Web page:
The Controversial Michael Jackson Documentary "Leaving Neverland" Premieres Disturbing Content
Friday (January 25th), the 2019 Sundance Film Festival debuted a controversial documentary about the late, great King Of Pop, Michael Jackson. The new documentary chronicling MJ’s sexual abuse allegations premiered and left festival attendees walking away saying “more disturbing than you could imagine.” Within the documentary, the filmmakers shed light on his long-running relationships with minors, James Safechuck and Wade Robson during the 90s. The two say the abuse only worsened as they got older.
According to Adam at Buzzfeed, the film details a mock wedding ceremony between a then nine-year old Safechuck and the pop legend. It also touched on how they were molested on numerous occasions at Jackson’s Neverland Ranch which also included alarms that would go off when people would approach his property to signal for the boys to put their clothes back on. Their testimony is supported with “love notes” and audio messages that Jackson sent to the boys.
The film “Leaving Neverland” is divided up into two parts. The first part consists of the individual stories of Safechuck and Robson, where the second part focuses on the musical icon’s legal case. After the four hour documentary concluded, the two men who accuse Michael of molesting them when they were boys, walked on stage and received a standing ovation for their docu. In a post-screening Q&A (via Deadline), Safechuck said “there was no money ever offered” for his or Robson’s participation in the film. This was really just trying to tell the story,” he said, adding that he “wanted to shine a light” on sexual abuse of children.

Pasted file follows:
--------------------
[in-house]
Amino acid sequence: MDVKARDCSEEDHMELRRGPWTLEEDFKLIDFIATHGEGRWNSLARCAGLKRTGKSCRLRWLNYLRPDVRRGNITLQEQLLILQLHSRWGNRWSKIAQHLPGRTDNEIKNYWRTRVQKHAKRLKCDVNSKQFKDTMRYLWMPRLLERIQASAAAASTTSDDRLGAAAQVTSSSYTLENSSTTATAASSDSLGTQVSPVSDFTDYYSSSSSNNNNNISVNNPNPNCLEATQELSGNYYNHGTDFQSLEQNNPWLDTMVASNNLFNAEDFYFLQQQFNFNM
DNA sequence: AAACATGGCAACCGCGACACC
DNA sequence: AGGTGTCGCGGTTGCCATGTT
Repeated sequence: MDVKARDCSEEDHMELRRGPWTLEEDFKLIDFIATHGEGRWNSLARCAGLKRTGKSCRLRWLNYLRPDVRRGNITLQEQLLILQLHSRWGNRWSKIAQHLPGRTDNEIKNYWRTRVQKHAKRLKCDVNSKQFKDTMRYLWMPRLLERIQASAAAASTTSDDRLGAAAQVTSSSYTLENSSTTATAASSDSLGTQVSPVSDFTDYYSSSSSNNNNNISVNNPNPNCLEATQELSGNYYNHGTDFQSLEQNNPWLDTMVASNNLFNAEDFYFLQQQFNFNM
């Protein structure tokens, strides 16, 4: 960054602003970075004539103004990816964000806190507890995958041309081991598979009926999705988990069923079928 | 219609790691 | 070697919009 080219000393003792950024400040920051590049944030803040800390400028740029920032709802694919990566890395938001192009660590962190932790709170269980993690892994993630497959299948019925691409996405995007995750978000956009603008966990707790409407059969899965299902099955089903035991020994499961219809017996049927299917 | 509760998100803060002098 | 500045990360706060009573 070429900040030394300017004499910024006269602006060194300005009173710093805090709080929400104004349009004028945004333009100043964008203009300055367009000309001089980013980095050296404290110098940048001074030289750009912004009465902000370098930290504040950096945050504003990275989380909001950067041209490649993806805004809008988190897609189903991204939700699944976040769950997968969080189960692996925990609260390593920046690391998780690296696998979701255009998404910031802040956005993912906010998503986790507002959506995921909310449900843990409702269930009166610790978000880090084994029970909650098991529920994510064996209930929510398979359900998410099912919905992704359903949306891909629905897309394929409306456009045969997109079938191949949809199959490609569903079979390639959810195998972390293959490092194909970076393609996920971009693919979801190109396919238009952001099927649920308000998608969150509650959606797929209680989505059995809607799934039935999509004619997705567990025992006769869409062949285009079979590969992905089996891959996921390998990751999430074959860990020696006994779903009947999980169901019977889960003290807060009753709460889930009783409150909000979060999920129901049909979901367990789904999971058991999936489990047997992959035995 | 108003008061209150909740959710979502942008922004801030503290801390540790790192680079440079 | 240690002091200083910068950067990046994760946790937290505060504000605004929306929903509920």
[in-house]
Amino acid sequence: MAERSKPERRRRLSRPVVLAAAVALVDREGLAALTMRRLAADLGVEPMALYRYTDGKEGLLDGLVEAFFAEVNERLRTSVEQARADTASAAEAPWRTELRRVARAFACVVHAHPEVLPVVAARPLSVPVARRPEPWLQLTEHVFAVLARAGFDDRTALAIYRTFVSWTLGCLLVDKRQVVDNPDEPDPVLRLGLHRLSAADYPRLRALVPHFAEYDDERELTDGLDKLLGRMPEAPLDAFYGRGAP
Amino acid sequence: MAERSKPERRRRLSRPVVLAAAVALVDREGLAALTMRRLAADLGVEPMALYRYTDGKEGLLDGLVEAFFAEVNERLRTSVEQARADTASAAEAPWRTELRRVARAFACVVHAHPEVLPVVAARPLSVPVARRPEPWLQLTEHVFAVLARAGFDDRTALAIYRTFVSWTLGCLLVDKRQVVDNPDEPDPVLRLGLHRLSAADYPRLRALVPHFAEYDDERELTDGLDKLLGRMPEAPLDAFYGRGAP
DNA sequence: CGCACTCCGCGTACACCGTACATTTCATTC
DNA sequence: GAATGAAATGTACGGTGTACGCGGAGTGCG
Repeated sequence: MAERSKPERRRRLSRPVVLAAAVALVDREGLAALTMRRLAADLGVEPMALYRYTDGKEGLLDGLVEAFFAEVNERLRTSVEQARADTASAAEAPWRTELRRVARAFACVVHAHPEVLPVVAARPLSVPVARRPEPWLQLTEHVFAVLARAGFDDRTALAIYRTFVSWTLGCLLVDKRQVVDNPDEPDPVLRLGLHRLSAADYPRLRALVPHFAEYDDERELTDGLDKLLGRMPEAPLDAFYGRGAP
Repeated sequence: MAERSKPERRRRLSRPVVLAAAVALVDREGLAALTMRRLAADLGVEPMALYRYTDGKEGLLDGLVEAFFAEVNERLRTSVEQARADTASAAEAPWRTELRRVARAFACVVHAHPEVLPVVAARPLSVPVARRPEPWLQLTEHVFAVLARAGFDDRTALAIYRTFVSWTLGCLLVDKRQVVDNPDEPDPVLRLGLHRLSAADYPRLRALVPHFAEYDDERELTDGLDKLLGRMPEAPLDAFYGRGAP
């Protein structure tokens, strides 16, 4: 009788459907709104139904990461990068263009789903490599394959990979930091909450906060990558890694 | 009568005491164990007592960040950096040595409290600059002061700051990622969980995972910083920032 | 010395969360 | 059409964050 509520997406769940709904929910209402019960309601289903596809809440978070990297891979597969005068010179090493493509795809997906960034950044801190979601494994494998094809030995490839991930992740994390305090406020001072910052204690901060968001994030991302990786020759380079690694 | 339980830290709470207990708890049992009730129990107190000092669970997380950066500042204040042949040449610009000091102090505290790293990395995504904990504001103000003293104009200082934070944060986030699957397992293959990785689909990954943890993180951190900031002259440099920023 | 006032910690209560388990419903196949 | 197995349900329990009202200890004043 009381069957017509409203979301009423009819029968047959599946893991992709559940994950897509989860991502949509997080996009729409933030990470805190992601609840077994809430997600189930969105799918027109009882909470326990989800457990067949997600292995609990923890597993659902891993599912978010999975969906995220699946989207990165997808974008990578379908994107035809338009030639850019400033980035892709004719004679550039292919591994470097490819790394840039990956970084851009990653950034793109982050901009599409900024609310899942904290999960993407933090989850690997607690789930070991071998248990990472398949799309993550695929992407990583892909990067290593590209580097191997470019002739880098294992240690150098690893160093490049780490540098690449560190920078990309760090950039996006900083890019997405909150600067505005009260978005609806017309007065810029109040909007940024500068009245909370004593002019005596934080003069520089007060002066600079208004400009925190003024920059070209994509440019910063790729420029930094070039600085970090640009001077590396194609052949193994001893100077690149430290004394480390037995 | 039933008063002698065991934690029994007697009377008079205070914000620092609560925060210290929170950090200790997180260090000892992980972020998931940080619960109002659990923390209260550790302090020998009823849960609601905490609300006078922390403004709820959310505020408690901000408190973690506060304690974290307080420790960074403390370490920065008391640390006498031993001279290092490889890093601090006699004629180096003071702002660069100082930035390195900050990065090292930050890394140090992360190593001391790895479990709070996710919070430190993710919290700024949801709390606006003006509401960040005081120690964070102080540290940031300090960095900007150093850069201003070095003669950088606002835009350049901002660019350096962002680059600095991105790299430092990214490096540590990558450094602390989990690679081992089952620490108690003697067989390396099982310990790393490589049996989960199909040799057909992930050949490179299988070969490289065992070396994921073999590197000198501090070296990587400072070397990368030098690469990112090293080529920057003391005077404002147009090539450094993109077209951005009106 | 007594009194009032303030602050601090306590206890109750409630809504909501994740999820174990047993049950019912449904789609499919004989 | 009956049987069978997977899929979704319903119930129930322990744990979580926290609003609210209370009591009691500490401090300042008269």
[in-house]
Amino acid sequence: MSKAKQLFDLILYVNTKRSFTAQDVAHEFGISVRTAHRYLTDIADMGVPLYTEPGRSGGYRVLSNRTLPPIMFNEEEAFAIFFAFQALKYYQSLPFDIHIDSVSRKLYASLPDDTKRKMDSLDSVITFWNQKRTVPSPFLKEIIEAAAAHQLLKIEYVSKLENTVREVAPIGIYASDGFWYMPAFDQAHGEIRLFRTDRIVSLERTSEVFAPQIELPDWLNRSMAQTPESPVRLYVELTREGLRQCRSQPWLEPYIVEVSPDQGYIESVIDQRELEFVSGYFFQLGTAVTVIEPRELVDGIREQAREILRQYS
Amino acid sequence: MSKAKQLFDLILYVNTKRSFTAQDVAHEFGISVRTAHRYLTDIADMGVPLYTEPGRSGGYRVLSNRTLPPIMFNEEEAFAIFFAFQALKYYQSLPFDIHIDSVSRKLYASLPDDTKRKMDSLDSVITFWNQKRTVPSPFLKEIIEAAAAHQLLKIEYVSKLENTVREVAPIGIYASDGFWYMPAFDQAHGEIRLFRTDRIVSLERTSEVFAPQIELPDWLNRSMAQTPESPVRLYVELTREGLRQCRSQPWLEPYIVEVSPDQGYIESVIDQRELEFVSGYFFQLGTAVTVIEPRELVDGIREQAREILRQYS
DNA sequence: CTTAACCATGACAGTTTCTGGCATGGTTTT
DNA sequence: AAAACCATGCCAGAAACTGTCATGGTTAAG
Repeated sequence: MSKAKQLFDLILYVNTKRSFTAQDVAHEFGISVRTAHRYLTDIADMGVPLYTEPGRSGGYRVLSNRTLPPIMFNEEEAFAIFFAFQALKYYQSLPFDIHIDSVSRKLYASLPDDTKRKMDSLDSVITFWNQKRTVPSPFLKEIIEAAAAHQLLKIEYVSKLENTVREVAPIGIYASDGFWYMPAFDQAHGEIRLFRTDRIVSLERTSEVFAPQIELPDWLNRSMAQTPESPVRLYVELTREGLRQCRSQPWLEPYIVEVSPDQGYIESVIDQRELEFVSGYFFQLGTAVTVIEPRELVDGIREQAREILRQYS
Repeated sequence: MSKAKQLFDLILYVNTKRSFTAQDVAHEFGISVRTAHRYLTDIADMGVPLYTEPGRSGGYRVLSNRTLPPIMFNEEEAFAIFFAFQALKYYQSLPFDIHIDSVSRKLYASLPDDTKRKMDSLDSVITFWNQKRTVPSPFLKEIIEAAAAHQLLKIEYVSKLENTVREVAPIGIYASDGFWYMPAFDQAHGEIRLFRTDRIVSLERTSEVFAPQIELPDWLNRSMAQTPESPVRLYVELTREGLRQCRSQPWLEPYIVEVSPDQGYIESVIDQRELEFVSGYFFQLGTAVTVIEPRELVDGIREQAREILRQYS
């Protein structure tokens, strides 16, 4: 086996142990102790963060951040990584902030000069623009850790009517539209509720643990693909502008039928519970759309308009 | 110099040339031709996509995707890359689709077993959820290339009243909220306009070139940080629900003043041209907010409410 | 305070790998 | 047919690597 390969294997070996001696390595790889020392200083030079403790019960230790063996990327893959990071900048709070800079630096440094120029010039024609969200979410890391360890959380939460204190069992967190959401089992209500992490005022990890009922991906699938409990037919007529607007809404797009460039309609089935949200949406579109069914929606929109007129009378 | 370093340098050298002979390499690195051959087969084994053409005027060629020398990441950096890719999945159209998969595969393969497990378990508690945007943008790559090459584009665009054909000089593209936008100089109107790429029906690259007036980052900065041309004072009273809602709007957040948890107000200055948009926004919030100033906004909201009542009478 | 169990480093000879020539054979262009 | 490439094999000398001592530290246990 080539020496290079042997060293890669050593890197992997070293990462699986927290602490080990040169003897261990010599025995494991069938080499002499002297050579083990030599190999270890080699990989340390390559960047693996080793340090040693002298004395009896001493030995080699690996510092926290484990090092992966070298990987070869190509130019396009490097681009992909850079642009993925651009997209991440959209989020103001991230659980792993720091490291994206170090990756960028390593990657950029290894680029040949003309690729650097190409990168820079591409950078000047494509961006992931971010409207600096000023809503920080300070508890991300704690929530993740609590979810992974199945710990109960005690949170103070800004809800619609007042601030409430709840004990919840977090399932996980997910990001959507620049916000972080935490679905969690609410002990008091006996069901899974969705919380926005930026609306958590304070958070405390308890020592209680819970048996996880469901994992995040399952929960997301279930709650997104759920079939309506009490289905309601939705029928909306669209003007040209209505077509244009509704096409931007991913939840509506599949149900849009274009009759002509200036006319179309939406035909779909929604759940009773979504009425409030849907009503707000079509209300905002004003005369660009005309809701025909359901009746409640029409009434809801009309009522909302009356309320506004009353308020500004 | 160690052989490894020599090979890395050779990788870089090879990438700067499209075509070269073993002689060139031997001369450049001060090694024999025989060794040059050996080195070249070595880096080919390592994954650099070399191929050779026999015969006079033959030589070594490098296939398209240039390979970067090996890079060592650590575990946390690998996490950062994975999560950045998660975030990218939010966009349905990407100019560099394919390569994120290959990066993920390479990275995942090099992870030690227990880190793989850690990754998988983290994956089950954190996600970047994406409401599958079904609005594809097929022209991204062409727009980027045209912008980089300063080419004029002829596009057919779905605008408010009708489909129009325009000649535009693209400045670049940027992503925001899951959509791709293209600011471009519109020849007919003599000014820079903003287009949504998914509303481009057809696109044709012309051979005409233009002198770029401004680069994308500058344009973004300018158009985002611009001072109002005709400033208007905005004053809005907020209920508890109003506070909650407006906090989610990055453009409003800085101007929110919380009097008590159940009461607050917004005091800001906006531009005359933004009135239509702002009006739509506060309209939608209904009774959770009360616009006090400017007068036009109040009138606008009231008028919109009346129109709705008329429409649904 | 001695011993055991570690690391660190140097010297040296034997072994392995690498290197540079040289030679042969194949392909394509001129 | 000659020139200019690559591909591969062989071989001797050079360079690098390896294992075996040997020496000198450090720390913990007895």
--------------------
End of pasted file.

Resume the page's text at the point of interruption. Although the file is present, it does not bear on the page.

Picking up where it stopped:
In a statement released prior to the film’s premiere, the Jackson Estate has denounced “Leaving Neverland” and called it “a tabloid character assassination” in an outrageous and pathetic attempt to exploit and cash in on Michael Jackson.
Unfortunately, unless you are attending the film festival we won’t have a clear-eyed view of how horrific this documentary is. If it’s as disturbing as Lifetime’s ‘Surviving R. Kelly,’ than we need to begin mentally preparing ourselves and wondering at what point can we separate the art from the artist or if we even can without it ruining our personal musical catalogs. HBO will air Leaving Neverland later this year.
Check out some of the reactions on Twitter below.